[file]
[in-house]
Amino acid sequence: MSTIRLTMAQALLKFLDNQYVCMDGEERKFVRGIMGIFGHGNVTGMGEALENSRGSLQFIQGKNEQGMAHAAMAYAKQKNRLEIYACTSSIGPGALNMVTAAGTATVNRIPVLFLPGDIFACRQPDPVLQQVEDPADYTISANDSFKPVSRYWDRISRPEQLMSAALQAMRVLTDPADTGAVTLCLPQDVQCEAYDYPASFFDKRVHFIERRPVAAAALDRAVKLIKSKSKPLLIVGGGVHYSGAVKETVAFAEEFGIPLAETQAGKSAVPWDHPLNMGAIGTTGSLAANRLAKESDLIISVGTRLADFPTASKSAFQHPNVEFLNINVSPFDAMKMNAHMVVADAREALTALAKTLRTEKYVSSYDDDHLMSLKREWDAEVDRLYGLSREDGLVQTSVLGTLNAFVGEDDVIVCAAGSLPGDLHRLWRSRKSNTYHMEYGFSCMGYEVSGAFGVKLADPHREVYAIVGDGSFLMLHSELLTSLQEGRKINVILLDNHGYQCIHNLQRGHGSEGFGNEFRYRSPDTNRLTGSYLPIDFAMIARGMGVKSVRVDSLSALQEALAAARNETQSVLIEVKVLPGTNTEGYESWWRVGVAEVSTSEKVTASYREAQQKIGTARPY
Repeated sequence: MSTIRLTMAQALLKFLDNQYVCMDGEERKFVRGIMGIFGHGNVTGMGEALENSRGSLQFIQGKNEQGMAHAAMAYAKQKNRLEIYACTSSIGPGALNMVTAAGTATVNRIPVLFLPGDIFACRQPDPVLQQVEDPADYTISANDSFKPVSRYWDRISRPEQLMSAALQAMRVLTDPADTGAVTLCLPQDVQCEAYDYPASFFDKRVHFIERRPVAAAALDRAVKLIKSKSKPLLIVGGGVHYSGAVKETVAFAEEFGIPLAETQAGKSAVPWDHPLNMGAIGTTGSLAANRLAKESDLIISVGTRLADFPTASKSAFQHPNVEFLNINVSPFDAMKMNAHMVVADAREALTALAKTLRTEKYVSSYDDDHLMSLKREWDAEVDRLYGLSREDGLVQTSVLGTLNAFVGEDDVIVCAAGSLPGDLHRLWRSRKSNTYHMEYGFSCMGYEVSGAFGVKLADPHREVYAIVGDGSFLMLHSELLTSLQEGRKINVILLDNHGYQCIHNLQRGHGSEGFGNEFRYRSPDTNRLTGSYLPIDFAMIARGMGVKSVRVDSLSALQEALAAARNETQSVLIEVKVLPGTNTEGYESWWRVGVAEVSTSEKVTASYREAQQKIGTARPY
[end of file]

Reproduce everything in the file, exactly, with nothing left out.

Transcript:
[in-house]
Amino acid sequence: MSTIRLTMAQALLKFLDNQYVCMDGEERKFVRGIMGIFGHGNVTGMGEALENSRGSLQFIQGKNEQGMAHAAMAYAKQKNRLEIYACTSSIGPGALNMVTAAGTATVNRIPVLFLPGDIFACRQPDPVLQQVEDPADYTISANDSFKPVSRYWDRISRPEQLMSAALQAMRVLTDPADTGAVTLCLPQDVQCEAYDYPASFFDKRVHFIERRPVAAAALDRAVKLIKSKSKPLLIVGGGVHYSGAVKETVAFAEEFGIPLAETQAGKSAVPWDHPLNMGAIGTTGSLAANRLAKESDLIISVGTRLADFPTASKSAFQHPNVEFLNINVSPFDAMKMNAHMVVADAREALTALAKTLRTEKYVSSYDDDHLMSLKREWDAEVDRLYGLSREDGLVQTSVLGTLNAFVGEDDVIVCAAGSLPGDLHRLWRSRKSNTYHMEYGFSCMGYEVSGAFGVKLADPHREVYAIVGDGSFLMLHSELLTSLQEGRKINVILLDNHGYQCIHNLQRGHGSEGFGNEFRYRSPDTNRLTGSYLPIDFAMIARGMGVKSVRVDSLSALQEALAAARNETQSVLIEVKVLPGTNTEGYESWWRVGVAEVSTSEKVTASYREAQQKIGTARPY
Repeated sequence: MSTIRLTMAQALLKFLDNQYVCMDGEERKFVRGIMGIFGHGNVTGMGEALENSRGSLQFIQGKNEQGMAHAAMAYAKQKNRLEIYACTSSIGPGALNMVTAAGTATVNRIPVLFLPGDIFACRQPDPVLQQVEDPADYTISANDSFKPVSRYWDRISRPEQLMSAALQAMRVLTDPADTGAVTLCLPQDVQCEAYDYPASFFDKRVHFIERRPVAAAALDRAVKLIKSKSKPLLIVGGGVHYSGAVKETVAFAEEFGIPLAETQAGKSAVPWDHPLNMGAIGTTGSLAANRLAKESDLIISVGTRLADFPTASKSAFQHPNVEFLNINVSPFDAMKMNAHMVVADAREALTALAKTLRTEKYVSSYDDDHLMSLKREWDAEVDRLYGLSREDGLVQTSVLGTLNAFVGEDDVIVCAAGSLPGDLHRLWRSRKSNTYHMEYGFSCMGYEVSGAFGVKLADPHREVYAIVGDGSFLMLHSELLTSLQEGRKINVILLDNHGYQCIHNLQRGHGSEGFGNEFRYRSPDTNRLTGSYLPIDFAMIARGMGVKSVRVDSLSALQEALAAARNETQSVLIEVKVLPGTNTEGYESWWRVGVAEVSTSEKVTASYREAQQKIGTARPY